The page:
Armed with that information about yourself, you can then select the most useful external things to work on. Those things will be different for you than for anyone else, because your shortcomings and strengths will be unique to you, so advice from others will often miss the mark.

Good programmers make good use of their best tools, and you are your best tool, so sharpen yourself.

See, for example, 

Tuesday, August 15, 2017

Must a Developer Know the Language?

We were asked, "Have you ever applied for a software developer job where you didn't know the language?"

My story is not exactly the same as others might have, for several reasons, but I think it does answer the question.

There are two phases to my story. My first job developing software was at IBM, in 1956. At that time, I didn’t know any programming language, largely because there really weren’t any languages other than machine code. So, I spent two weeks in a closet learning my first computer language.

Actually, it was three languages at once: machine codes for the IBM 704 and 650, plus the wired “language” for the IBM 607.

The second phase of my story takes place some years later, when I became a consultant. In that role, I have helped many, many clients who were using languages I didn’t know—even though I knew quite a few by that time, including LISP, Smalltalk, APL, PL/I, COBOL, FORTRAN, C, Pascal, Simula, several home-grown special application languages, and the machine code for the IBM 7090, 1410, 705, STRETCH, Dec’s PDP-1 and a few other machines. I had also studied in a bookish way quite a few other machines while doing competitive analyses for IBM.

I was able to help those clients largely because their problems seldom had much to do with the details of their chosen language(s). Instead, they were people problems of all sorts. The problems that did wind up with a language embodiment were usually easy to spot using my general knowledge of computer languages and typical errors people made in using them. That’s why I’ve always insisted that professional developers should know at least a handful of different language.

I think there's an analogy here with the term "mathematical maturity," something we might call "programming maturity." Here's how Wikipedia defines mathematical maturity:

Mathematical maturity is an informal term used by mathematicians to refer to a mixture of mathematical experience and insight that cannot be directly taught. Instead, it comes from repeated exposure to mathematical concepts. It is a gauge of mathematics student's erudition in mathematical structures and methods.

For instance, a mature mathematician is able to transcend notational differences, unlike my tutorial student who flunked algebra because he had learned to "solve for x," but said, "You didn't teach me to solve for y."

We could easily use most of those words to define "programming maturity," the ability that allows you to succeed in a developer job using a language in which you have no previous experience.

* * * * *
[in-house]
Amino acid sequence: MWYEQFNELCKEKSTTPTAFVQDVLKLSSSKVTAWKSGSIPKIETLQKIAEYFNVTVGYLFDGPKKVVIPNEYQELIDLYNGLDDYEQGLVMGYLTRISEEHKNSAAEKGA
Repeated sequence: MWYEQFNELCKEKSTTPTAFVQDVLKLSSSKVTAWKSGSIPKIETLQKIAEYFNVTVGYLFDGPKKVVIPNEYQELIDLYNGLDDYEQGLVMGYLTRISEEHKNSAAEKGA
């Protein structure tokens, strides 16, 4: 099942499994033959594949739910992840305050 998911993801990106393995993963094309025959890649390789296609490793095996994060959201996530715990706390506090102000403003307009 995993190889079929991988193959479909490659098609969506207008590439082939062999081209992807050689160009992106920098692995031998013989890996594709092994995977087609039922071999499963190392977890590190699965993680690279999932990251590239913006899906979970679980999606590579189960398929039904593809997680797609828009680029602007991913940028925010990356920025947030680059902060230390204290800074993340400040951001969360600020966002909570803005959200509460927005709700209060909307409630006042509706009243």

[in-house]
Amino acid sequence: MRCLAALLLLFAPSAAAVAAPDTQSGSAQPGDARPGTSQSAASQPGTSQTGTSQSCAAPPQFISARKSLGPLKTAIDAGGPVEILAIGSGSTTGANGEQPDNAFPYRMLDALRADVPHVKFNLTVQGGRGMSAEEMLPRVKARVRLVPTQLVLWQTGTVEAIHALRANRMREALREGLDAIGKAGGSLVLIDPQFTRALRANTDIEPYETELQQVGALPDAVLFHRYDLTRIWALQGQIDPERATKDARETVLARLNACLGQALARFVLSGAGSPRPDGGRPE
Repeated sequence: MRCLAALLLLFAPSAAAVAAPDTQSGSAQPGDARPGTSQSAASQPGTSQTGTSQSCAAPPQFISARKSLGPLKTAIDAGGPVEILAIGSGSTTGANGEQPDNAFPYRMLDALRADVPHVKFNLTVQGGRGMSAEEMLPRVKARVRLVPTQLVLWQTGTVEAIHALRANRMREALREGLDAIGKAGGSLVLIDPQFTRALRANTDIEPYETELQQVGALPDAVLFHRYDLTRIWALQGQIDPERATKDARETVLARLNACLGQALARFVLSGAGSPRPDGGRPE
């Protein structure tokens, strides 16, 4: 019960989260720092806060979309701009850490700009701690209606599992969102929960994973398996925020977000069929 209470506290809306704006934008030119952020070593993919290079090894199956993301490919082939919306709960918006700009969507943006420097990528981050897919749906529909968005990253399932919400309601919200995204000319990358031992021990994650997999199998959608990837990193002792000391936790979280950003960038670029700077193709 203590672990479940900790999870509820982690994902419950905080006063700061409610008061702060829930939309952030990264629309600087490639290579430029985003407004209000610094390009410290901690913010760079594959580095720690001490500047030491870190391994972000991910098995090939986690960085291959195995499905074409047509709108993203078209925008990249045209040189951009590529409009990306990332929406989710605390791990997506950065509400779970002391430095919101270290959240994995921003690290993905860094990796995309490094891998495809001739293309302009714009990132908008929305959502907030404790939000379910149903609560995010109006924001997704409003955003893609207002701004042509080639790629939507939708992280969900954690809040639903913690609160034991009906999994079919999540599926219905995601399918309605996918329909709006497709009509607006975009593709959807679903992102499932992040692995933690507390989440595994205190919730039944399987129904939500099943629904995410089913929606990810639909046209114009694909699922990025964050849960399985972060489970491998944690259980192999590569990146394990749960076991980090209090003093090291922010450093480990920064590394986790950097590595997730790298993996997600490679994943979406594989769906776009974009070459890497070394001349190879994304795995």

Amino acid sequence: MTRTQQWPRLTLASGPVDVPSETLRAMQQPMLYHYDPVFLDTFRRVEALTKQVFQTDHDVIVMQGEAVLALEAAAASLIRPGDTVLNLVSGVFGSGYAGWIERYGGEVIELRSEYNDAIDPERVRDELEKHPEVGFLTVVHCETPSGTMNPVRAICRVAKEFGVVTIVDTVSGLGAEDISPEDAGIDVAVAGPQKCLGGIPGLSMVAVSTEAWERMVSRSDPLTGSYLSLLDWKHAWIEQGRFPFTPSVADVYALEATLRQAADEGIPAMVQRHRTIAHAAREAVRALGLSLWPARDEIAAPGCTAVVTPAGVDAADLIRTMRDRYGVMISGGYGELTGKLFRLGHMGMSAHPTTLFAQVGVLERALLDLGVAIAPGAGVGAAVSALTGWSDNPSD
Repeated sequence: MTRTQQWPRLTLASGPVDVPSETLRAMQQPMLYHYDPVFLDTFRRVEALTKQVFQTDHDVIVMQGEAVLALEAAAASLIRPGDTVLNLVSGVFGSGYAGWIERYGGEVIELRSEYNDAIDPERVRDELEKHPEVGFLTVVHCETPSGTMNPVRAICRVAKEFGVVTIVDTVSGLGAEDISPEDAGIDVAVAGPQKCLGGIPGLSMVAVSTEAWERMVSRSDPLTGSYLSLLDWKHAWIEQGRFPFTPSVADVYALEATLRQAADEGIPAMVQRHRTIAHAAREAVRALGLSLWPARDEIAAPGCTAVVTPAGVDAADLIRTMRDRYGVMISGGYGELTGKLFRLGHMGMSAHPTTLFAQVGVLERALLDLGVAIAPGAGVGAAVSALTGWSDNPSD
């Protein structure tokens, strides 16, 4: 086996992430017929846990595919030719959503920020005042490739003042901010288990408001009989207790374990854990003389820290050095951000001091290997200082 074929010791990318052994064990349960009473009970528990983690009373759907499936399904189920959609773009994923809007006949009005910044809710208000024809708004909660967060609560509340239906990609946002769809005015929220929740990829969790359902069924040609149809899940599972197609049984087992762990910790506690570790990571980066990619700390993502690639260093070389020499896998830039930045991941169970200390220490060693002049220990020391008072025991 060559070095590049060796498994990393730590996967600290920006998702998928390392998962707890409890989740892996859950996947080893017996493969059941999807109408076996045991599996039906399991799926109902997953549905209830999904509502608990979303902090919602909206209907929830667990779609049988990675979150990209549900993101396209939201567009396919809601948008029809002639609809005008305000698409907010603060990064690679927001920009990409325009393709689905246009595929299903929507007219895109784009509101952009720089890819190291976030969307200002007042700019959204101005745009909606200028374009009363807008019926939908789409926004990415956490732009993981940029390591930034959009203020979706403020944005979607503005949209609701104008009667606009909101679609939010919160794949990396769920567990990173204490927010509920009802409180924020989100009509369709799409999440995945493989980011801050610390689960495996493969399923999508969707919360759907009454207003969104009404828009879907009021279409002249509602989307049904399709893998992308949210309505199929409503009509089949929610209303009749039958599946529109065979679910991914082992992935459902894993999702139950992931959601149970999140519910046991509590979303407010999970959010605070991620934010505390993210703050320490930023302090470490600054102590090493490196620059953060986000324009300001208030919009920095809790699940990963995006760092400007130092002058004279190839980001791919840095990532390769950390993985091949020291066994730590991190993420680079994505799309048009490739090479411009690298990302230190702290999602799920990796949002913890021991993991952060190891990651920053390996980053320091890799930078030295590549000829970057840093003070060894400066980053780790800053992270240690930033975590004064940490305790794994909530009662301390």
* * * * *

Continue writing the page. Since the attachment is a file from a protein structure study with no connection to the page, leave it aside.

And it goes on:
Monday, August 07, 2017

How Stressful is Software Engineering?

We were asked, "How Stressful is Software Engineering on Average?"

First of all, be clear. *Average* stress is not what an individual should be concerned about. Your concern should be about stress in your particular environment.

Second, you may be confused because of the widespread misuse of the word “stress.” Physicists say “stress” when they speak of applied forces. 

The way a system responds to those forces is called “strain.”

When you are the system subject to stress, you are a human being, not an inert piece of material. Therefore, you can learn to adjust the amount of strain you experience from the stresses in your environment.

Two people working in the same environment can experience widely different strains.

One person can be destroyed by a “stressful” environment while another can be inspired to work miracles. It’s your choice. Instead of worrying about the stress of your environment, work on the strained ways in which you respond to that environment.

Don’t be a victim.

Wednesday, August 02, 2017

Writing without the letter "A"

We were tested to see if we could write blog entries without the letter "A"

Of course we could write them. We could write lots of them. Indeed, I use this exercise in my writing courses, not just with the letter mentioned, but with every letter in English. Try it. Your writing will improve.

By the bye, some people wrote whole books without the letter E.
Weinberg on Writing
Try this test. Choose some letter, some difficult letter. Post some whole blog comment without using your letter.

If you would like to improve your writing, try

Oh, look. I unconsciously wrote the book title without the forbidden letter. It must be some terrific book. Multi-published reviewers think so:

"Don't write your book–build it with Weinberg's Fieldstone Method." - D. Poynter, writer of The Self-Publishing Manual 
"It's changed how I intend to write my next book." - P. D., children's writer
"Buy this book. Work through the exercises…" J.R., techie writer